Ludwig (Württemberg)

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Duke Ludwig

Ludwig , also Ludwig the Pious , (born January 1, 1554 in Stuttgart ; † August 28, 1593 there ) was the fifth reigning Duke of Württemberg from 1568 to 1593 .


Ludwig "the pious" of Württemberg

Ludwig was the only surviving son of Duke Christoph (1515–1568) and after his death was initially under the tutelage of his mother Anna Maria von Brandenburg-Ansbach , Duke Wolfgang von Zweibrücken and Margrave Georg Friedrich von Brandenburg-Ansbach and Karl von Baden , in whose name Count Heinrich von Castell led the administration of the country. Gradually the heir to the throne was introduced into the affairs of government and increasingly took on political tasks. In 1577 Duke Ludwig accepted the invitation of Elector Friedrich von der Pfalz to negotiate an alliance of Protestant princes. Although the English Queen Elizabeth I supported this project, the alliance did not materialize. Duke Ludwig, however, signed the concord formula of 1577 and the concord book of 1580 in his own name and as co-guardian for the margraves Ernst Friedrich (1560–1604) and Jakob III. (1562–1590) from Baden. Formally, according to a determination by his father, he did not take over the government until he was 24 years old (1578), after having ruled essentially independently for several years.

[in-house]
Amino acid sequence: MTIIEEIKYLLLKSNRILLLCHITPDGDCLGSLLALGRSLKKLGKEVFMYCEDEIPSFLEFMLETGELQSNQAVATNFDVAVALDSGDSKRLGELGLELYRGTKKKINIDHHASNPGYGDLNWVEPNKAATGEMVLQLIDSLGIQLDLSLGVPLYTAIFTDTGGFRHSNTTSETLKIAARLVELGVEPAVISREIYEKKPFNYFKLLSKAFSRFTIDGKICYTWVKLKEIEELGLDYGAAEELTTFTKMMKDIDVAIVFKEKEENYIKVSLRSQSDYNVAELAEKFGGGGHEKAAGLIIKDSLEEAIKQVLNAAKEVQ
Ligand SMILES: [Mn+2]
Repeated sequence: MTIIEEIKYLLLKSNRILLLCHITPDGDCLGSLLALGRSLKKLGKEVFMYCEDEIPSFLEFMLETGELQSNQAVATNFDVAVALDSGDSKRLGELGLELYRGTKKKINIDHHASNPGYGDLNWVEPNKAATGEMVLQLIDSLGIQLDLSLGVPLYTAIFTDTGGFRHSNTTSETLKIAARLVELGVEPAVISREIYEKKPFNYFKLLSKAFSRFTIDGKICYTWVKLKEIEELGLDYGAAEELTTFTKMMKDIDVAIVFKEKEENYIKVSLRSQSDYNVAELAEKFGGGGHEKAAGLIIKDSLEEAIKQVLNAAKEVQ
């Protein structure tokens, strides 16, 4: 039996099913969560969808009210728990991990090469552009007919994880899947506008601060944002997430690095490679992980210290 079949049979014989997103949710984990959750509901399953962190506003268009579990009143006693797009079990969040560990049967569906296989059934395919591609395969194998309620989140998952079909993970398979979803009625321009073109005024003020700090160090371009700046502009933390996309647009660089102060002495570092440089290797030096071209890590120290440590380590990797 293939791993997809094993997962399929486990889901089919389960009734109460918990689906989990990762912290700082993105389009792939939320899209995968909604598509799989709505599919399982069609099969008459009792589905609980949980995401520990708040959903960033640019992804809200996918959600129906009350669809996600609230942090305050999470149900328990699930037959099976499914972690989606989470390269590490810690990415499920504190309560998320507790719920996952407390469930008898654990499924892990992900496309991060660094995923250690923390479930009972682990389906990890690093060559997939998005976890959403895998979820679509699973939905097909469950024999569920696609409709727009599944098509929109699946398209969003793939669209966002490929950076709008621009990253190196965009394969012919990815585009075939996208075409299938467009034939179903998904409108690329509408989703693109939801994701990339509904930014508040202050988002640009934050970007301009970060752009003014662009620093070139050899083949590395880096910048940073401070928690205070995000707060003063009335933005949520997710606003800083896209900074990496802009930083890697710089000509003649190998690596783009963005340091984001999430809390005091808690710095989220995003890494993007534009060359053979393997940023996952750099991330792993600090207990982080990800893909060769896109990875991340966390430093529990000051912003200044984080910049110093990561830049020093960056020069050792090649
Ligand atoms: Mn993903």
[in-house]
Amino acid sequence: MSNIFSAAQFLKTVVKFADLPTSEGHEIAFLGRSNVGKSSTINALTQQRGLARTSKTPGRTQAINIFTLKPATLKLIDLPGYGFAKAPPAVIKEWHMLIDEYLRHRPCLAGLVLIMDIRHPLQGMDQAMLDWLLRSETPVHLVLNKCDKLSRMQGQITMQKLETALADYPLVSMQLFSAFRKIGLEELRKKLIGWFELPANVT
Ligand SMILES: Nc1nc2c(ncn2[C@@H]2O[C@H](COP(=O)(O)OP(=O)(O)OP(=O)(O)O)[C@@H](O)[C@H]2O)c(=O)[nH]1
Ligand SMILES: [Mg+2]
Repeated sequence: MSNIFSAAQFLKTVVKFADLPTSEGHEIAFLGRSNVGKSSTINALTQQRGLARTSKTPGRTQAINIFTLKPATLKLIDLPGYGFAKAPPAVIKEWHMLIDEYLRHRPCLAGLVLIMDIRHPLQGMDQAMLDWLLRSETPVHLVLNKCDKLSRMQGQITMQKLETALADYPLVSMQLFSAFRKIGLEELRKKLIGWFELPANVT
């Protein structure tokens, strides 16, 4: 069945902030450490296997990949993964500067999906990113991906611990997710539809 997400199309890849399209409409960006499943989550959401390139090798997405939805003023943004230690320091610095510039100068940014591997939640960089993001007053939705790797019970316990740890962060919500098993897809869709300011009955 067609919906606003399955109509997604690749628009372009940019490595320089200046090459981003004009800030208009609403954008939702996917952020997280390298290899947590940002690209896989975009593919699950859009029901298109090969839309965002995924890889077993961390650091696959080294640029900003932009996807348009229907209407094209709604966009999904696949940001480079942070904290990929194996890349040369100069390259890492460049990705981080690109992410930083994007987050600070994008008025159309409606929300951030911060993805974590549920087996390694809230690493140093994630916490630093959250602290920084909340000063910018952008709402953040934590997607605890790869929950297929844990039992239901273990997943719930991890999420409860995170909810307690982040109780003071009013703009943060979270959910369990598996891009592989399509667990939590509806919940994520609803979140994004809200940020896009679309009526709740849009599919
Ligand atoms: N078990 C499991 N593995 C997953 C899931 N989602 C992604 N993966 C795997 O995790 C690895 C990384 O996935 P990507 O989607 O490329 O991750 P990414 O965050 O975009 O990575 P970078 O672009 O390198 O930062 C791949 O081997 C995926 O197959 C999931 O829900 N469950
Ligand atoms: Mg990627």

Pedigree of Duke Ludwig